As for coal, its not enough to last hundreds of years, at most, ONE hundred years.
  14. Jan 29, 2006 #13


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    Gold Member

    I brought up the matter of population control before as well. It definitely should be a part of any future planning of anything. Thanks to conservative movements, we have to do battle over something as basic as allowing distribution of condoms before we can even get around to the discussion of energy sources.

    In regard to energy sources, I feel many things have been and continue to be neglected, such as providing government incentives for automakers, home builders, and of course corporations of every kind. There are already many things that could be implemented for better energy efficiency, but it’s not being done. The government must be behind it. And as I’ve said before, here in the U.S. we should have had a NASA style program for alternative energy years ago. Why are we still waiting? Go to the thread about Censorship at NASA, NOAA, etc. and see what our government has been about. What are the American people about? They are either apathetic or obsessed with distribution of condoms.

    So what do we do now? Unfortunately we find ourselves in a position of little choice. We will have to go on using what ever is realistically at our disposal—though some may be the lesser of evils, such as the clean coal Art suggested.

    In another forum the topic of methane arose. It is becoming a great energy source in China, and I recently saw a program about a recycling plant here in the U.S. that is powered with methane from the nearby landfill. This would also help reduce a greenhouse gas, no? I say we should all install stoves with pipes to the sewer.
  15. Jan 29, 2006 #14
    Yes and no. While its true that the American auto makers clearly don’t give a damn about fuel consumption, look at all the SUV's people drive, (and don’t get me started on that I cant stand SUV drivers), allot of factories these days are much more environmentally friendly. i.e., paper mills and logging companies will use the saw dust and burn it to power the machines in the factory, instead of just throwing it away. *Some* factories have gotten allot better in this sense, although some have not. (But overall compared to 1970 it is alot better)

    Things like wind power, solar energy, cleaner coals, are all great, and should be built and used. But an informed person would know that these will in no way, I repeat, no way replace nuclear or fossil fuels. We can do allot to alleviate the usage of resources, as we are the most wasteful nation on the planet. Not wasteful in the effect of careless, but wasteful in terms of everything we make is disposable. We don’t build anything to last anymore. This is why we waste so much. Everything is one time use, and comes in excessive packaging that wastes allot of material.
  16. Jan 29, 2006 #15


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    I'm not talking about pollutants; I'm talking about energy use and efficiency. And as I said, because of our neglect, we now have no choice but to use energy sources at our disposal (which unfortunately includes nuclear). I completely agree about wastefulness, and packaging gets back to corporations, not just individuals.
  17. Jan 29, 2006 #16


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    According to this article there's enough coal left to last 300 years. By that time I imagine we will have developed completely new energy sources. http://www.nrdc.org/onearth/05fal/coal1.asp Also some rough studies done in the 90s found there were already sufficient known geological areas identified, suitable for storing 50,000 billion tonnes of CO2 - more than will be produced in the next several hundred years.

    The waste CO2 is also already being used in Canada and other places to extend the life of otherwise dead oilfields by pumping it down under pressure to force more oil out.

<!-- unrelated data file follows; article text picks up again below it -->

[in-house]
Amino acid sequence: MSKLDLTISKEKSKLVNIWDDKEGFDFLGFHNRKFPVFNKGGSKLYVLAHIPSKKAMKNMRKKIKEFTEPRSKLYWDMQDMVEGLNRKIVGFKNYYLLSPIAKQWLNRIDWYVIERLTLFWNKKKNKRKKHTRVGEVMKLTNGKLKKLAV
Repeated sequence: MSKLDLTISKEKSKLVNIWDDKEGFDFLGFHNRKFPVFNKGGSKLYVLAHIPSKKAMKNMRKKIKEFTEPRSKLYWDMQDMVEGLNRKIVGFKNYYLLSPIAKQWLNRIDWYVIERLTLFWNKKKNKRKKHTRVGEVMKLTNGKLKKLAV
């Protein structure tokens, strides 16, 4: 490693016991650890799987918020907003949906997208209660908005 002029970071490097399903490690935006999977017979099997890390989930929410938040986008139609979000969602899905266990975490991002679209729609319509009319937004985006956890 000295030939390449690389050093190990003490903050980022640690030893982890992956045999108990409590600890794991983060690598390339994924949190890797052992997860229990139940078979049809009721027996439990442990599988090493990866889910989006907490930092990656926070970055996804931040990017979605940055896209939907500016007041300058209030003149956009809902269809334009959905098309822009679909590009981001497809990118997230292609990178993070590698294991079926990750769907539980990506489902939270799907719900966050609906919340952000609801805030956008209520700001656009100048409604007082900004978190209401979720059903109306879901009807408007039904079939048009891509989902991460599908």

So although coal is a fossil fuel and fossil fuels have a bad name it seems it doesn't have to be that way. Coal burning power plants can have zero harmful emmisions, as demonstrated by some of the proto type plants already built.
    Last edited by a moderator: Jan 29, 2006
  18. Jan 29, 2006 #17
    Trying to controll the population of the rich countries would be totaly wasted effort since many of those countries already have aging and diminishing populations. Only imigration keeps the numbers up.

    In china, india, middle east population controll would help to prevent a explosion in power usage. But in the western world I se no need for it at all, it would probably hurt our societs alot to try and keep population growth down.

    Goverments need to step in and restrict energy consumption if anything is to be done.
    But if the people have a chooise betwen giving up some quality of life or wanting more nuclear power plants no one would vote no to nuclear power. I sure as hell wouldnt.
  19. Jan 29, 2006 #18
    Well, nuclear power was not out of our neglect. It really was thought at one point that ALL our power would be nuclear, and we would use NO fossil fuels.

    With the industrial revolution, we really never had any choice on our use for fossil fuels for the last 200 years. Japan is a country to take notice at. They have more than doubled in terms of technology in the last 30 years, but reamain nearly the same in total energy consumption. We, however, have doubled in energy use for the same amount of technological change.
  20. Jan 29, 2006 #19
    Yes, that is very true, as the US wont have a significant population as to China or India. Population control in those countries will have greater effect. Population rates in already industrialized countries are, as you said, on the decline. However, that does not change the fact that the US uses more power than most other nations COMBINED, despite our low population. We need to diversify our power consumption, and use renewable energy sources in as many areas as possible.
  21. Jan 29, 2006 #20
    yes I totaly agree that americans needs to stop beeing wastefull. Or well the same goes for all rich countries but not to the same extent.

    But seriously. All the money put on alternative energy would probably yieald 10 times as much energy if invested in nuclear power?? This is just a guess from my side though since I have no figures to go on. But nuclear power is a reliable, tested and clean power source. We know how to build and manage them. Renewables on the other hand are not reliable as of yet. I would hate to se countries put all eggs in the renewable basket.